NASA's Snoopy Lunar Module That Has Been Lost in the Vastness of Space for 50 Years May Have Been Found

A team of astronomers say they may have identified the location of the lost lunar module from Apollo 10—the space mission that was considered the "dress-rehearsal" for the first moon landing.

Two months before Neil Armstrong and Buzz Aldrin walked on the moon in July 1969, astronauts Thomas Stafford and Eugene Cernan flew the lunar module—nicknamed after the cartoon dog "Snoopy"—to within about 50,000 feet of the moon's surface in preparation for the upcoming Apollo 11 mission.

Once this objective was achieved, the astronauts re-docked with the command module—dubbed "Charlie Brown," Snoopy's owner in the same cartoon—to demonstrate this procedure, before the lunar module was jettisoned off into space.

Since then, Snoopy's location has remained a mystery, but now a group of scientists led by amateur astronomer Nick Howes—a fellow of the Royal Astronomical Society in the U.K.—say they are "98 percent convinced," that they have found it, Sky News reported.

In 2011, Howes and his team launched a project to locate Snoopy in the vastness of space. The scientists recognized from the start the scale of the challenge before them—in fact, Howes himself has estimated that the odds of locating the module were around 235 million to one.

In the subsequent years, the astronomers analyzed terabytes of data collected by various observatories covering a huge chunk of the night sky in their bid to find Snoopy.

"We are relatively confident [that we have located the module,]" Howes told Newsweek. "The heliocentric orbit looks good, the object is artificial, and the size is right."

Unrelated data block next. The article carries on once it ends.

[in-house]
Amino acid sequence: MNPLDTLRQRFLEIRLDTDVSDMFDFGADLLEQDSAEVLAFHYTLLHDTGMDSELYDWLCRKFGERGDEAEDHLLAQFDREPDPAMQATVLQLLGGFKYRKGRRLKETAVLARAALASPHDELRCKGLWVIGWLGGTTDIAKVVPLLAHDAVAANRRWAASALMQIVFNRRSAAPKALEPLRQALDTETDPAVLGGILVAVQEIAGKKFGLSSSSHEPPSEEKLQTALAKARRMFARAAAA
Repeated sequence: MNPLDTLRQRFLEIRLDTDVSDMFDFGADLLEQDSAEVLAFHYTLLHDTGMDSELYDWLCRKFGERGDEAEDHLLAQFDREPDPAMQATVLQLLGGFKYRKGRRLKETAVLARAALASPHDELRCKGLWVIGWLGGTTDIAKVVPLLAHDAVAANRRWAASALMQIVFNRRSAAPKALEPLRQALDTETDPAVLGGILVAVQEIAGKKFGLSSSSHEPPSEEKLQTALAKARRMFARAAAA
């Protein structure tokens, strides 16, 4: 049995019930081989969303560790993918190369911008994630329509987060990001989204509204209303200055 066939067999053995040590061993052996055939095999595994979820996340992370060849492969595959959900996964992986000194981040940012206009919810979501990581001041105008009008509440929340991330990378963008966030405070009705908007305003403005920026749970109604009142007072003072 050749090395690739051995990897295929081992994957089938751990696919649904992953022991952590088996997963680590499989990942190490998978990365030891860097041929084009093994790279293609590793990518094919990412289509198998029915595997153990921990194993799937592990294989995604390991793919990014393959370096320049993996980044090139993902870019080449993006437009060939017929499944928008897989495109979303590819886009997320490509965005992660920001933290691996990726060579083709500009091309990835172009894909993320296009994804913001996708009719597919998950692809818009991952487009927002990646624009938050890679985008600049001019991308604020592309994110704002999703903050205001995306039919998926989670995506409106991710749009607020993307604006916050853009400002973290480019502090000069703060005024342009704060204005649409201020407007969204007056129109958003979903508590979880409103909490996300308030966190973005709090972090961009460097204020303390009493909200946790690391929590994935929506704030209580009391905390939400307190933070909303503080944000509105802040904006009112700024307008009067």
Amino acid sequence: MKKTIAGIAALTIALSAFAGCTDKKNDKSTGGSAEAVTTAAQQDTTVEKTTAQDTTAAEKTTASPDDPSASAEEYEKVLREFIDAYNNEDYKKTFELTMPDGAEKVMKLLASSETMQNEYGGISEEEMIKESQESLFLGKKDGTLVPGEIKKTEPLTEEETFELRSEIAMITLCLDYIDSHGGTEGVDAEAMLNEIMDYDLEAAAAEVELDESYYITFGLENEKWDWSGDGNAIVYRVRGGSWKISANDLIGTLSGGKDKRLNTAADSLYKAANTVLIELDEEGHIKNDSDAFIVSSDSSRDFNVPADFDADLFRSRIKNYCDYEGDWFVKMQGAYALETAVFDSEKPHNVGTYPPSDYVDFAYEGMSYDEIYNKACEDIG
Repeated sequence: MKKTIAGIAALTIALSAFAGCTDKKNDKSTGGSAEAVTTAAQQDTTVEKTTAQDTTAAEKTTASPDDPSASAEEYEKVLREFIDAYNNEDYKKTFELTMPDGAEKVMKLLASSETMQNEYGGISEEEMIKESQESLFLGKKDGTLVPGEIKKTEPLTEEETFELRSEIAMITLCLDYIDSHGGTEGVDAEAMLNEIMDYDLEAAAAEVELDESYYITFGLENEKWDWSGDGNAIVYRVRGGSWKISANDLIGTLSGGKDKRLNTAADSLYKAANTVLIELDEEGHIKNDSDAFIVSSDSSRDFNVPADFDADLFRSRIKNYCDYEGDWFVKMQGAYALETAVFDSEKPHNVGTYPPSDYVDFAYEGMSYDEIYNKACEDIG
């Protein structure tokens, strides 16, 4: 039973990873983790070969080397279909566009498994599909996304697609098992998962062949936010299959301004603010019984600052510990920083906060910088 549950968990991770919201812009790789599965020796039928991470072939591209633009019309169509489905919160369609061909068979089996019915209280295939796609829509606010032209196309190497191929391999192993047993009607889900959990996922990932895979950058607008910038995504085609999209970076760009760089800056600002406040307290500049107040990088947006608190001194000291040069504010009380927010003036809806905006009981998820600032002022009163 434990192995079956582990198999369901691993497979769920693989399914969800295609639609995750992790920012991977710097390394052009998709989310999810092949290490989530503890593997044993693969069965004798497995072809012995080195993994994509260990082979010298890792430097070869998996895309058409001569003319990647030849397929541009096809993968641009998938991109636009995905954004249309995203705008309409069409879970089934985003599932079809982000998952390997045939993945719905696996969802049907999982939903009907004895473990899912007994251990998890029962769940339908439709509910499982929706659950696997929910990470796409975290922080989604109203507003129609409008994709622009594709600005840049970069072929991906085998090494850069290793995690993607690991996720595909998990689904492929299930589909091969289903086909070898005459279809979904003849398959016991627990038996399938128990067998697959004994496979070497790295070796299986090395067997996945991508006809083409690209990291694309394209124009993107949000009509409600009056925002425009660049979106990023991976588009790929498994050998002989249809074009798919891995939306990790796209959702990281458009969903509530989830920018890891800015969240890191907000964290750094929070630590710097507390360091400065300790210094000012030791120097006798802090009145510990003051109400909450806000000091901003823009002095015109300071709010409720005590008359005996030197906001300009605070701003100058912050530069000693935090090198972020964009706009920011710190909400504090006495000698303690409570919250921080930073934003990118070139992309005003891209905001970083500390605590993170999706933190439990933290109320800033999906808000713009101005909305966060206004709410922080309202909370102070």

However, the team stress that they cannot be certain about their findings until further observations are made.

"Until someone gets really close to it and gets a detailed radar profile, we can't be sure," Howes told attendees at the Cheltenham Science Festival in the U.K., according to Sky.

"We've got to wait quite a few years for it to come back but once it does come back the idea is that we are going to get a really detailed picture of it," he said. "It would be a really fantastic achievement for science."

Howes said that definitively locating the lunar module would be a fitting way to honor the historic importance of the Apollo 10 mission.

"People say 'what's the point?' From a space archaeology point of view, it's interesting," Howes said. "It's the only one that's up there that has flown that is left. The Apollo programme was the greatest technical achievement in human history."

"Anyone of a certain age will know exactly what they were doing on July 20 1969. It's the Kennedy moment. "As a piece of history, a moment in history, this is a unique artefact."

Furthermore, Howes noted that a company like Elon Musk's SpaceX could be capable of retrieving Snoopy.

"I would love to get Elon Musk and his wonderful spacecraft up and grab it and bring it down," Howes said. "As Apollo 10 crew member Eugene Cernan said to me, 'Son, if you find that and bring it down, imagine the queues at the Smithsonian?'"

Snoopy, Apollo 10, lunar module
The Apollo 10 lunar module Snoopy flying above the moon's surface, taken from the main Apollo 10 Command Service Module (CSM) Charlie Brown. Apollo 10 was the full dress rehearsal for the moon landing that took place two months later in July of 1969. Getty